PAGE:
More importantly, he was invited to contribute to a planned season of poetic dramas to be staged at a small theatre in London. The result was A Phoenix Too Frequent, a play which rescued him from his relative obscurity, indeed which marked the beginning of a period in which he was celebrated not only in England, though his first venture in America was less than impressive. The British production opened in April 1946 at the Mercury Theatre, and was swiftly revived seven months later with Paul Scofield. On Broadway, however, it ran for only five performances.
He was luckier with The Lady's Not For Burning, which ran for 151 performances in New York and whose title became so well known that Margaret Thatcher thought it worth parodying when she suggested in 1980 that the lady was not for turning. He featured on the cover of Time magazine. He wrote the play in 1947, in the middle of one of the coldest winters on record, a fact which, he insisted, accounted for what seemed to him, though not others, as flaws in the last act. The Frys' flat lost all power and they had to fetch water from a nearby Tube station. The play opened in London in March 1948, with Jack Hawkins directing. A year later it returned to the West End with John Gielgud, Richard Burton, Pamela Brown and Claire Bloom. In 1950 it became his first play to be televised.
Also in 1948 he wrote Thor, With Angels, specially commissioned for the Canterbury Festival, but his next West End play, Venus Observed, opened two years later with Laurence Olivier, Denholm Elliott and Rachel Kempson. It, too, crossed the Atlantic, where it starred Rex Harrison and Lilli Palmer, but this time the run was more modest. It lasted 86 performances.
Olivier sent Fry a 30-page letter, reporting on the New York production, so long, indeed, that the American actress Ruth Gordon suggested that they should give it a title and stage it. But, then, the play itself contained an elaborate joke, a sentence over 43 lines long, a dig at critics who had reproved him for over-elaboration. Olivier gently suggested that some of his lines were, in fact, difficult to deliver and some of his vocabulary somewhat daunting - "too verbally rich for the modern ear". The audience on occasion felt daunted, so that it felt like "playing in a hospital for croup. Be a bit easier on them, cocky," Olivier advised. "Exercise is good for them but they've paid for entertainment. If you could act some of your own roles," he suggested, "you would find out so much that would cause you some constructive pondering."
It was typical of Fry that in later years he took great pleasure in reading aloud from this letter. He was, after all, a comic playwright and brought to his life no less than his work a sense not only of humour but self-deprecating irony. He once explained that ideas first presented themselves to him as tragedy but that, in the writing, they transmuted into comedy. There is a great deal of Christopher Fry in that remark.
Even as Venus Observed was in rehearsal Ring Round the Moon (1950), Fry's translation of Jean Anouilh's L'Invitation au château, was in production and translation (of Jean Giraudoux, Henrik Ibsen and Edmond Rostand) would become another interest, along with film work, which included a significant contribution to the screenplay of Ben-Hur (1959). In 1951 came A Sleep of Prisoners, his Festival of Britain play, performed in churches around the country, and followed the same year by The Dark is Light Enough, written specially for Edith Evans. There were to be other plays - Curtmantle (1965), A Yard of Sun (1970) and One More Thing (1986) - but Fry's popularity had now faded.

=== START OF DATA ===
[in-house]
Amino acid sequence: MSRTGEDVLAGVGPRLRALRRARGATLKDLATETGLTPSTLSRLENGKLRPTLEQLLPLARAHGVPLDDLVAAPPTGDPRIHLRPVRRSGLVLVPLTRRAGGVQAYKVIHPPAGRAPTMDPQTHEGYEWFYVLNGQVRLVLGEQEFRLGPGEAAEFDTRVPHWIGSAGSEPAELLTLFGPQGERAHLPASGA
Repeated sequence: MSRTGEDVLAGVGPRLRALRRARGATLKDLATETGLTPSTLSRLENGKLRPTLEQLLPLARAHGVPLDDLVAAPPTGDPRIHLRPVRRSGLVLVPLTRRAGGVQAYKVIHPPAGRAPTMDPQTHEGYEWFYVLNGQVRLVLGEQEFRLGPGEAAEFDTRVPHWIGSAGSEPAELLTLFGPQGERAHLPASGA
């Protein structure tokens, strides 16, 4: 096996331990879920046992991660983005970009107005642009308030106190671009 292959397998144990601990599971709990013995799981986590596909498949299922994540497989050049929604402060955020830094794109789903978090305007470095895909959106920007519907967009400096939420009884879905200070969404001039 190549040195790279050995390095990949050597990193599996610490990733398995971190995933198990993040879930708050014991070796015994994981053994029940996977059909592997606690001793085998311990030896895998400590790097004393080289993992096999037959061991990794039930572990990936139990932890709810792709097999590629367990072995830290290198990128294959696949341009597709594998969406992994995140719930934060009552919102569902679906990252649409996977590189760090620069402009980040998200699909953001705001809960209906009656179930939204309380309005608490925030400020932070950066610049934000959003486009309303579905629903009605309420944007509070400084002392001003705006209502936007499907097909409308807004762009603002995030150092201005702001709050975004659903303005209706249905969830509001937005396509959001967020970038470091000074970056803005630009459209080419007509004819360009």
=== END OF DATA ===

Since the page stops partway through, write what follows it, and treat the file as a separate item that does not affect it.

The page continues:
His best-known plays had been staged between 1946 and 1954. The sudden change in British drama, represented by John Osborne, Harold Pinter, Arnold Wesker and others, precipitated a personal crisis for Fry. He later confessed to having lost confidence, blaming himself for a failure of nerve from which, as far as theatre was concerned, he never really recovered. When he wrote A Ringing of Bells, to mark the Millennium, it was his first stage play in a London theatre for some 40 years.
Christopher Fry believed that the role of the writer was to make sense of the world he inhabited, for himself and for others. He was, he confessed, frightened of writing, and never produced anything that was not commissioned. He claimed once to have bought a donkey because its struggle to express itself made him seem eloquent by contrast. Yet he always felt a vocation for the theatre and believed that his plays were simply waiting for him to catch up with them. For him, poetry was a language in which, as he said, heaven and earth could be captured in a single word.
It would be tempting to apply F. Scott Fitzgerald's dictum that American writers lack a second act to this most British of authors, were it not for the fact that Fry wholly lacked Fitzgerald's self-pitying elevation of personal pique into national principle. The fact is that, not merely was Fry already approaching 50 when he wrote Curtmantle, but he continued to write for television and film and never lost his commitment to theatre or to the transforming power of poetry.
Kit Fry could sometimes seem a man from another age. He was modest, polite, humane, unassuming, yet in his work he aspired to an eloquence and a captivating humour that once made his a compelling voice, a voice, indeed, which still sounds out in plays whose moment only seems to have passed. Indeed, in 1999, in a poll of writers, directors, actors and reviewers, organised by the Royal National Theatre, The Lady's Not For Burning was voted one of the hundred best plays of the 20th century.